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Author Liu, J.; Cai, J.; Lin, S.; Zhao, J. url  doi
openurl 
  Title Analysis of Factors Affecting a Driver’s Driving Speed Selection in Low Illumination Type Journal Article
  Year 2020 Publication Journal of Advanced Transportation Abbreviated Journal Journal of Advanced Transportation  
  Volume 2020 Issue Pages Article ID 2817801  
  Keywords Public Safety  
  Abstract To better understand a driver’s driving speed selection behaviour in low illumination, a self-designed questionnaire was applied to investigate driving ability in low illumination, and the influencing factors of low-illumination driving speed selection behaviour were discussed from the driver’s perspective. The reliability and validity of 243 questionnaires were tested, and multiple linear regression was used to analyse the comprehensive influence of demographic variables, driving speed in a low-illumination environment with street lights and driving ability on speed selection behaviour in low illumination without street lights. Pearson’s correlation test showed that there was no correlation among age, education, accidents in the past 3 years, and speed selection behaviour in low illumination, but gender, driving experience, number of night-driving days per week, and average annual mileage were significantly correlated with speed selection behaviour. In a low-illumination environment, driving ability has a significant influence on a driver’s speed selection behaviour. Technical driving ability under low-illumination conditions of street lights has the greatest influence on speed selection behaviour on a road with a speed limit of 120 km/h (β = 0.51). Risk perception ability has a significant negative impact on speed selection behaviour on roads with speed limits of 80 km/h and 120 km/h (β = −0.25 and β = −0.34, respectively). Driving speed in night-driving environment with street lights also has a positive influence on speed selection behaviour in low illumination (β = 0.61; β = 0.28; β = 0.37).  
  Address  
  Corporate Author Thesis  
  Publisher Place of Publication Editor  
  Language Summary Language (up) Original Title  
  Series Editor Series Title Abbreviated Series Title  
  Series Volume Series Issue Edition  
  ISSN 0197-6729 ISBN Medium  
  Area Expedition Conference  
  Notes Approved no  
  Call Number GFZ @ kyba @ Serial 2913  
Permanent link to this record
 

 
Author Jackett, M.; Frith, W. url  doi
openurl 
  Title Quantifying the impact of road lighting on road safety -- A New Zealand Study Type Journal Article
  Year 2013 Publication IATSS Research Abbreviated Journal IATSS Research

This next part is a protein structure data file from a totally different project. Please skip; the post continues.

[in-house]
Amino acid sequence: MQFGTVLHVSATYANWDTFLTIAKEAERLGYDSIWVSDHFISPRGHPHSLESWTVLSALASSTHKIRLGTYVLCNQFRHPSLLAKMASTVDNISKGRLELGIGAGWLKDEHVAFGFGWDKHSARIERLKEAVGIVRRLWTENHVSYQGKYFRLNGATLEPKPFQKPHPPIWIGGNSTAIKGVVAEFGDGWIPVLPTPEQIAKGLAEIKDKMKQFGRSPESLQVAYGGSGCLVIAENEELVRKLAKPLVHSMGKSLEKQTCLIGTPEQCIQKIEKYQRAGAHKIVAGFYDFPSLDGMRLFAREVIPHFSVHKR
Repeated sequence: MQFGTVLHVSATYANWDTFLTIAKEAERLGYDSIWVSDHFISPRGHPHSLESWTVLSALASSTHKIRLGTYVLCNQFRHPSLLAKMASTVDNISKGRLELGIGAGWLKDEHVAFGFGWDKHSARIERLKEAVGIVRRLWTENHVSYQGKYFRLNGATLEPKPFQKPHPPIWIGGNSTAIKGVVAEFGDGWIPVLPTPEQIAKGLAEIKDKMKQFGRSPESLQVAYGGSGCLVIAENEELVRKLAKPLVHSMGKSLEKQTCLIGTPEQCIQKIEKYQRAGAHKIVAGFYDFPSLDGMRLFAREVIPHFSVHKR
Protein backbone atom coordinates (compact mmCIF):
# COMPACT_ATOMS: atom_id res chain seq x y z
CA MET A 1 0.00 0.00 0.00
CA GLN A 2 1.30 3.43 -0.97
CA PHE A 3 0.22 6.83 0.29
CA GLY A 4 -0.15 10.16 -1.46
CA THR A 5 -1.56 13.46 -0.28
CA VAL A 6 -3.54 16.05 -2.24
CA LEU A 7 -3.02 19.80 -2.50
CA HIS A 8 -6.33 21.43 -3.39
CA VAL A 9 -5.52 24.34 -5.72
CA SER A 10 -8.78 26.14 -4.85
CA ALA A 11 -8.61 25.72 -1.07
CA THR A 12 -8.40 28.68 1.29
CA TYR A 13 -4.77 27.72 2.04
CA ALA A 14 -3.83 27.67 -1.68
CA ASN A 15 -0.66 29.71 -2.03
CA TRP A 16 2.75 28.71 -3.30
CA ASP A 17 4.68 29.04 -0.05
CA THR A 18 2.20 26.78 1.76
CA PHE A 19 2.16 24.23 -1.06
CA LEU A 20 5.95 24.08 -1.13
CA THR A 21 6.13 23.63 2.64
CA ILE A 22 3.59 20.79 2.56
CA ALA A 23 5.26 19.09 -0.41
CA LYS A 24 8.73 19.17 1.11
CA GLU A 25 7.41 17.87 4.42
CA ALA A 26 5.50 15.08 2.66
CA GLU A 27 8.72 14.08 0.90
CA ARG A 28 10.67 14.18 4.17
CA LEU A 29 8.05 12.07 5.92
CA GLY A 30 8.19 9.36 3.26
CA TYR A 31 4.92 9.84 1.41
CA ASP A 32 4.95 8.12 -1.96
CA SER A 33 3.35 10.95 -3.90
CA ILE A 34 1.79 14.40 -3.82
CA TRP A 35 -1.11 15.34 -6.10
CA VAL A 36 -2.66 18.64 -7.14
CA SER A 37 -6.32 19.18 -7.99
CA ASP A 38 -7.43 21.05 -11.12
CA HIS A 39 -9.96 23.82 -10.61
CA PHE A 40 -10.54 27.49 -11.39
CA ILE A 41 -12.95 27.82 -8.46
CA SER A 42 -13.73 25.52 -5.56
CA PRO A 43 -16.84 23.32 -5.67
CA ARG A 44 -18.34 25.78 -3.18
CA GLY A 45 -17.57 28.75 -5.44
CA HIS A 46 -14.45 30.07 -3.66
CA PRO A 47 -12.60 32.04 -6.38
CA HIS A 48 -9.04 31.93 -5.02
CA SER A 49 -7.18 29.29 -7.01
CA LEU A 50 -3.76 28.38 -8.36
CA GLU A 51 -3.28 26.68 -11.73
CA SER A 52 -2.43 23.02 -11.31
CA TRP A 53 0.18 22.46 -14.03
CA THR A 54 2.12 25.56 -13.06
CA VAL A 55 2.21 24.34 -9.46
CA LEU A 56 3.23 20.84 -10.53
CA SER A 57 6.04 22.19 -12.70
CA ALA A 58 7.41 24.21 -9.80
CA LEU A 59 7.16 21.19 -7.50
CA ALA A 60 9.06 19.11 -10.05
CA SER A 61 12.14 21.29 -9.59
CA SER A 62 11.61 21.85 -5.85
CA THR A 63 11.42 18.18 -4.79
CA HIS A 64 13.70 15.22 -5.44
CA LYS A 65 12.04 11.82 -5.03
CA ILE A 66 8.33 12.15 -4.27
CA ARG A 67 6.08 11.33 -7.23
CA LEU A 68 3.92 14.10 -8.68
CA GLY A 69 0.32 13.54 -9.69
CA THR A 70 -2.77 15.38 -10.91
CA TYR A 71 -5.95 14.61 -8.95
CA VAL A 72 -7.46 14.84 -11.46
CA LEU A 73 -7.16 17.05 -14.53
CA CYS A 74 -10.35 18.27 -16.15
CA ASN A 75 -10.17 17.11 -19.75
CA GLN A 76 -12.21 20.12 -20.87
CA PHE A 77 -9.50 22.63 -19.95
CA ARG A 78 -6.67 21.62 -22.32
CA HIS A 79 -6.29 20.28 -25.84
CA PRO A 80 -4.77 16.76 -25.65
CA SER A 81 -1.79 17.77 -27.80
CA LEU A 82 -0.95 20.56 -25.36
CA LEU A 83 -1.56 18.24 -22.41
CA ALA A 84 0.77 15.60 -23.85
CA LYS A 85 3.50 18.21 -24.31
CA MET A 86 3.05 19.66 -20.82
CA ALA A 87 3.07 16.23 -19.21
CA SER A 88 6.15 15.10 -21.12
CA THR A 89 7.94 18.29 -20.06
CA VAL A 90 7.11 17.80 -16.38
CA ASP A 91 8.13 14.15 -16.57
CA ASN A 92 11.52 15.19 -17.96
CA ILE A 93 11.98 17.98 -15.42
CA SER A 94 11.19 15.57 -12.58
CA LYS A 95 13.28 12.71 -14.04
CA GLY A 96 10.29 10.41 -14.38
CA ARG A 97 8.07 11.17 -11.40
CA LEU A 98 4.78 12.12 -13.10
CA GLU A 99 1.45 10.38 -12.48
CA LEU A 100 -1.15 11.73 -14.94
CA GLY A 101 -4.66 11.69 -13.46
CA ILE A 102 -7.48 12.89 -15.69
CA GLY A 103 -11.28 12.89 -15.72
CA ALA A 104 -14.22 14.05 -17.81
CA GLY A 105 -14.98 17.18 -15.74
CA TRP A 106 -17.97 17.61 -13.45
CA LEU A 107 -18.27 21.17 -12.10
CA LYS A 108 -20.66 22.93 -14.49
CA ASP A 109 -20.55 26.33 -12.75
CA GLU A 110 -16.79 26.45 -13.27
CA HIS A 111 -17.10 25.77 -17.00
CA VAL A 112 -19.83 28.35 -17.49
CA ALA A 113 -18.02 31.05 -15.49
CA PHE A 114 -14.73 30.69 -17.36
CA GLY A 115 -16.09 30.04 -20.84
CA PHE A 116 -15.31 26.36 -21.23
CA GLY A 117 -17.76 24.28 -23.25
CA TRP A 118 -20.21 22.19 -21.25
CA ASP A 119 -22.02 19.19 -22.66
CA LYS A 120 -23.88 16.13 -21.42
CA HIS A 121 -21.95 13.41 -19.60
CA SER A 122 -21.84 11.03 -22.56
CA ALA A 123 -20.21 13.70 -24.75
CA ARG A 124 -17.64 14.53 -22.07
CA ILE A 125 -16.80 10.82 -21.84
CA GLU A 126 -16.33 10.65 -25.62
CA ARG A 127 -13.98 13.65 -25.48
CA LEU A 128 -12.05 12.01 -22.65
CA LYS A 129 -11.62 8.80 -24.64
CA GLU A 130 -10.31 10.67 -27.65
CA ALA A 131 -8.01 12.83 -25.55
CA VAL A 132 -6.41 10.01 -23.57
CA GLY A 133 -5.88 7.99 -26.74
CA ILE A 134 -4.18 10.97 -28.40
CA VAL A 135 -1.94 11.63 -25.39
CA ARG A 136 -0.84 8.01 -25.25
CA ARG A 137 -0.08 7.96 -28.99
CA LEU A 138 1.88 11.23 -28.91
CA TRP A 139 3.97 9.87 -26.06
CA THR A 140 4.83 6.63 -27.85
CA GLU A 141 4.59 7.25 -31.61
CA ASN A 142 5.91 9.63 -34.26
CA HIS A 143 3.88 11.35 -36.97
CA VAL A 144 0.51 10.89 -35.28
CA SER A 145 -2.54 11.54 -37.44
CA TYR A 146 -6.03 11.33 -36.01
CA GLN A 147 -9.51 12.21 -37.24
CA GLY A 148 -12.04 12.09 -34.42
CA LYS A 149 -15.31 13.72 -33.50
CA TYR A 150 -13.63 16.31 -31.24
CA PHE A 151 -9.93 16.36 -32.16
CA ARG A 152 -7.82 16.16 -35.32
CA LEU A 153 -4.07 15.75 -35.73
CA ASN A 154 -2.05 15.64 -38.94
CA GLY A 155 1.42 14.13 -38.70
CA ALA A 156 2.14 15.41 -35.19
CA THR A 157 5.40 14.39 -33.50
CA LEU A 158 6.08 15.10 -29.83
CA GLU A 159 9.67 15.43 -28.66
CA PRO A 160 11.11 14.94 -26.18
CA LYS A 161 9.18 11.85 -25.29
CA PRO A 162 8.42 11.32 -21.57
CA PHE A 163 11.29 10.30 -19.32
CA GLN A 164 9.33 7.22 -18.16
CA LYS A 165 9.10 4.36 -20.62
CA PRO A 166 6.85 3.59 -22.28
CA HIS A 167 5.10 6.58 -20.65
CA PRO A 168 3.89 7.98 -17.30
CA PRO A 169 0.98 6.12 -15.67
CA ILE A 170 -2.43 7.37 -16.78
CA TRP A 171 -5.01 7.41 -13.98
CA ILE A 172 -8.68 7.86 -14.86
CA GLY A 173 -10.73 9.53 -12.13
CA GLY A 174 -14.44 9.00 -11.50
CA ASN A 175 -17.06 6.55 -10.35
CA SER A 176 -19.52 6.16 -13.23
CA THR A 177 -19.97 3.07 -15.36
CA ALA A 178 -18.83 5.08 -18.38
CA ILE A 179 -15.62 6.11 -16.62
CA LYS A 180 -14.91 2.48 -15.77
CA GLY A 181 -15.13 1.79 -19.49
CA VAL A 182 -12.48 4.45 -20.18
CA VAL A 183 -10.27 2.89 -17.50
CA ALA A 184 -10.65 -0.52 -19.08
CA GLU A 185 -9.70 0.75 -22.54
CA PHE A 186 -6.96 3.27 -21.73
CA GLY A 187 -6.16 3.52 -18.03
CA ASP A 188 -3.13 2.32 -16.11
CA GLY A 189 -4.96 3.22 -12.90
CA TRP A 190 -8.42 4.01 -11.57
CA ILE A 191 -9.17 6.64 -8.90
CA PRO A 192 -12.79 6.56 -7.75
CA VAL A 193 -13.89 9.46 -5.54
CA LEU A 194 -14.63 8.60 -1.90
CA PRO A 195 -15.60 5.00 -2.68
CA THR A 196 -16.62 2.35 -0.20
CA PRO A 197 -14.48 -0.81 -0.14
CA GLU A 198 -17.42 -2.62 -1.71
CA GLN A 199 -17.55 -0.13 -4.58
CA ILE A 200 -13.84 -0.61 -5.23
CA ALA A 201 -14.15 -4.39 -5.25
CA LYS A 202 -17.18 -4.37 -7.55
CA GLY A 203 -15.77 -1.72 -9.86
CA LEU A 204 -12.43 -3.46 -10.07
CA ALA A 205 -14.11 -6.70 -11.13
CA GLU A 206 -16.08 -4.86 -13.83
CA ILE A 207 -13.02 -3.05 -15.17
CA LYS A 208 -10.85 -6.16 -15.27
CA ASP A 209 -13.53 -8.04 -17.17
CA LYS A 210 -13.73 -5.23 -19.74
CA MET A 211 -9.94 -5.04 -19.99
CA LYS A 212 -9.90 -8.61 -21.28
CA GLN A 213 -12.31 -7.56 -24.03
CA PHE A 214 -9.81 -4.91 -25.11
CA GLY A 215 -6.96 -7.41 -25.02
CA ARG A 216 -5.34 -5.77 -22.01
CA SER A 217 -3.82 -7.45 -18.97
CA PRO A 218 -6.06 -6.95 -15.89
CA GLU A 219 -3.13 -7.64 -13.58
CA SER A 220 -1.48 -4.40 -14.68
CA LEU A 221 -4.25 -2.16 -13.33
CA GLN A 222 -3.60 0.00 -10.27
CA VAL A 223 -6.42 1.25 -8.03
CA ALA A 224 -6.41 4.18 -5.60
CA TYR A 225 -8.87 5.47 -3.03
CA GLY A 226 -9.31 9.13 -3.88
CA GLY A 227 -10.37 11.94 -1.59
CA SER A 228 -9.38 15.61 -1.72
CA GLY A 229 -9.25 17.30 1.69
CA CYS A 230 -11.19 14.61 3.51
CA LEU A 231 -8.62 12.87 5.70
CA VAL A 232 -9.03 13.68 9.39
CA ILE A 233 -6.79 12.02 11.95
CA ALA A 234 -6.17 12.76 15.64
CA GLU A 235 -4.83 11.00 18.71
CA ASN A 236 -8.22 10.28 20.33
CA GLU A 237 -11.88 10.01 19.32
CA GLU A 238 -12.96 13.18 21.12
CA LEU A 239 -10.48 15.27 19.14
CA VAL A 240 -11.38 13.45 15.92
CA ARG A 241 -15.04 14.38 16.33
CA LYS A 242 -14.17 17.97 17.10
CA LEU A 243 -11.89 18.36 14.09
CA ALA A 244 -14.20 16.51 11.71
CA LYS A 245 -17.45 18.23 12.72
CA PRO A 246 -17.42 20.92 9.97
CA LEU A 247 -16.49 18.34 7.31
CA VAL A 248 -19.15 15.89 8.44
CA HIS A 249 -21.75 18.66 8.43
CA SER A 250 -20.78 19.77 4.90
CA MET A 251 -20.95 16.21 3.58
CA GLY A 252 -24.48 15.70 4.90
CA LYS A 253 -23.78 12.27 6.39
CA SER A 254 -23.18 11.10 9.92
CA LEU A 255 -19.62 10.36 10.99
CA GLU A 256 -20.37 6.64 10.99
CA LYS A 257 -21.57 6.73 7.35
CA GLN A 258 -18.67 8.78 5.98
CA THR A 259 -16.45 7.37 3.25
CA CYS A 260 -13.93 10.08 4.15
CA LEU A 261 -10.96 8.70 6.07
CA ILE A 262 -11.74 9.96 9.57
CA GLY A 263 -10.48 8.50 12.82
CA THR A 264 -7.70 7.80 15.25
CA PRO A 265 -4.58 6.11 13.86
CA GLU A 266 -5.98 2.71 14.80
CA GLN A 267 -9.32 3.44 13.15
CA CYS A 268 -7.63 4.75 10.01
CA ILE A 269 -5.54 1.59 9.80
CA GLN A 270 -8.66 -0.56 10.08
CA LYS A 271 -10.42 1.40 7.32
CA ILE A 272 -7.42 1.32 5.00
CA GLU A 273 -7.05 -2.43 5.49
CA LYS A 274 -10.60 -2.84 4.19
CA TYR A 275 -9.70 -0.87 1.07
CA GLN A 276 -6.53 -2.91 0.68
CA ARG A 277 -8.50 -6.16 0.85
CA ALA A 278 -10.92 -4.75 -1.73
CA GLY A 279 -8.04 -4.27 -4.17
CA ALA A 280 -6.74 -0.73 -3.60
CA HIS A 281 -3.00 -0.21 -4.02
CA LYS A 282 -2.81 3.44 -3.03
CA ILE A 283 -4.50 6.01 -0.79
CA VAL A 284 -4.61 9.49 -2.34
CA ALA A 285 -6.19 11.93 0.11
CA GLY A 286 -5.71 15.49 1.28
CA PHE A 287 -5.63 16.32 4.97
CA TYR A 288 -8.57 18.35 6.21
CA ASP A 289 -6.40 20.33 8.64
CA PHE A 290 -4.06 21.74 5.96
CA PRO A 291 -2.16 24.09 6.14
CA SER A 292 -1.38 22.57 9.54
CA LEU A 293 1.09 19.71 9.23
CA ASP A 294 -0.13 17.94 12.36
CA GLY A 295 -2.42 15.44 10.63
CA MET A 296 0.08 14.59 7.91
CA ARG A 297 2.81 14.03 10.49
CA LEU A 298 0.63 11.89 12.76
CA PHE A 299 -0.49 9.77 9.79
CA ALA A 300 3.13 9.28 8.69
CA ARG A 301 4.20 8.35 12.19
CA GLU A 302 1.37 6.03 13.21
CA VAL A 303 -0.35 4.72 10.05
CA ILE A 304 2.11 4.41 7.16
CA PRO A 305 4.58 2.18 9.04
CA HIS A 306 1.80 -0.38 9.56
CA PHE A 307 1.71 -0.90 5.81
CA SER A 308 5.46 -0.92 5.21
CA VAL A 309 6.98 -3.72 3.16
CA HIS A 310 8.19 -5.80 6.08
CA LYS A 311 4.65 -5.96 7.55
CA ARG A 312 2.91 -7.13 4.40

Volume 36 Issue 2 Pages 139-145  
  Keywords Lighting; roadway lighting; road safety; traffic safety; public safety  
  Abstract It is well known from the literature that road lighting has significant safety benefits. The NZTA Economic Evaluation Manual (EEM) quotes a 35% reduction in crashes as the effect of upgrading or improving lighting where lighting is poor.

However, no well-established dose–response relationship to lighting parameters exists from which one can deduce benchmark levels of lighting for safety.

This study looked at a sample of street lighting installations spread over the urban areas of nine territorial local authorities. Standard street lighting parameters were measured in the field using a variety of instruments including illuminance meter, luminance meter and digital camera. Field measurements were related to the ratio of night-time to day time crashes as a measure of night time safety vis-a-vis daytime safety.

A statistically significant dose–response relationship was found between average road luminance and safety across all traffic volume groups, with an indication that the relationship may be stronger where more serious crashes are involved.

Threshold increment was also a significant variable but not so longitudinal uniformity or overall uniformity.

The results related to luminance will allow practitioners to better estimate the safety benefits of different levels of lighting resulting in better targeting of expenditure.
 
  Address Jackett Consulting, Lower Hutt, New Zealand; jackett(at)paradise.net.nz  
  Corporate Author Thesis  
  Publisher Elsevier Place of Publication Editor  
  Language English Summary Language (up) English Original Title  
  Series Editor Series Title Abbreviated Series Title  
  Series Volume Series Issue Edition  
  ISSN 0386-1112 ISBN Medium  
  Area Expedition Conference  
  Notes Approved no  
  Call Number LoNNe @ kagoburian @ Serial 638  
Permanent link to this record
 

 
Author Steinbach, R.; Perkins, C.; Tompson, L.; Johnson, S.; Armstrong, B.; Green, J.; Grundy, C.; Wilkinson, P.; Edwards, P. url  doi
openurl 
  Title The effect of reduced street lighting on road casualties and crime in England and Wales: controlled interrupted time series analysis Type Journal Article
  Year 2015 Publication Journal of Epidemiology Community Health Abbreviated Journal J. Epidemiol. Community Health  
  Volume 69 Issue 11 Pages  
  Keywords Safety; public safety; England; Wales; United Kindgom; traffic safety; street lighting; outdoor lighting; crime; security; light adaptation strategies  
  Abstract Background: Many local authorities in England and Wales have reduced street lighting at night to save money and reduce carbon emissions. There is no evidence to date on whether these reductions impact on public health. We quantified the effect of 4 street lighting adaptation strategies (switch off, part-night lighting, dimming and white light) on casualties and crime in England and Wales.